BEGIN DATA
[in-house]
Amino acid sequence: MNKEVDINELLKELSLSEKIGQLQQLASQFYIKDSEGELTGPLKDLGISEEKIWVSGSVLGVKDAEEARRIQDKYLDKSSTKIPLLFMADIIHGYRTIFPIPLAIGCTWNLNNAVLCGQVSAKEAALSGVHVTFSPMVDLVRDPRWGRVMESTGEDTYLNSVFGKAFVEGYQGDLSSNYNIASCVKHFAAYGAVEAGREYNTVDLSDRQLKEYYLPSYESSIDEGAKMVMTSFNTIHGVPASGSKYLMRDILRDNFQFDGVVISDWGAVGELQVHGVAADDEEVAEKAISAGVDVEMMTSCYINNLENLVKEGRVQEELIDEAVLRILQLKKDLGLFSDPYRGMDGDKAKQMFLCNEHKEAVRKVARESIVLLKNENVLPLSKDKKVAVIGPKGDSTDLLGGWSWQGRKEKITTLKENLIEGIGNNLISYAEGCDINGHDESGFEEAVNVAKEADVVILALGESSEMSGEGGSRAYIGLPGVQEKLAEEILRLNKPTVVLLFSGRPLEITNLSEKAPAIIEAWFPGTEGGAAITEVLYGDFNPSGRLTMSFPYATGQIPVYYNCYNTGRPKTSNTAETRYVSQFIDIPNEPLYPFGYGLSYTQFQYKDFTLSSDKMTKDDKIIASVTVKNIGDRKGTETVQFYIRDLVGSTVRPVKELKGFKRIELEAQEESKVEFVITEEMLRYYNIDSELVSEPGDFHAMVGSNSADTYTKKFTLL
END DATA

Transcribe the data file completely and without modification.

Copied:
[in-house]
Amino acid sequence: MNKEVDINELLKELSLSEKIGQLQQLASQFYIKDSEGELTGPLKDLGISEEKIWVSGSVLGVKDAEEARRIQDKYLDKSSTKIPLLFMADIIHGYRTIFPIPLAIGCTWNLNNAVLCGQVSAKEAALSGVHVTFSPMVDLVRDPRWGRVMESTGEDTYLNSVFGKAFVEGYQGDLSSNYNIASCVKHFAAYGAVEAGREYNTVDLSDRQLKEYYLPSYESSIDEGAKMVMTSFNTIHGVPASGSKYLMRDILRDNFQFDGVVISDWGAVGELQVHGVAADDEEVAEKAISAGVDVEMMTSCYINNLENLVKEGRVQEELIDEAVLRILQLKKDLGLFSDPYRGMDGDKAKQMFLCNEHKEAVRKVARESIVLLKNENVLPLSKDKKVAVIGPKGDSTDLLGGWSWQGRKEKITTLKENLIEGIGNNLISYAEGCDINGHDESGFEEAVNVAKEADVVILALGESSEMSGEGGSRAYIGLPGVQEKLAEEILRLNKPTVVLLFSGRPLEITNLSEKAPAIIEAWFPGTEGGAAITEVLYGDFNPSGRLTMSFPYATGQIPVYYNCYNTGRPKTSNTAETRYVSQFIDIPNEPLYPFGYGLSYTQFQYKDFTLSSDKMTKDDKIIASVTVKNIGDRKGTETVQFYIRDLVGSTVRPVKELKGFKRIELEAQEESKVEFVITEEMLRYYNIDSELVSEPGDFHAMVGSNSADTYTKKFTLL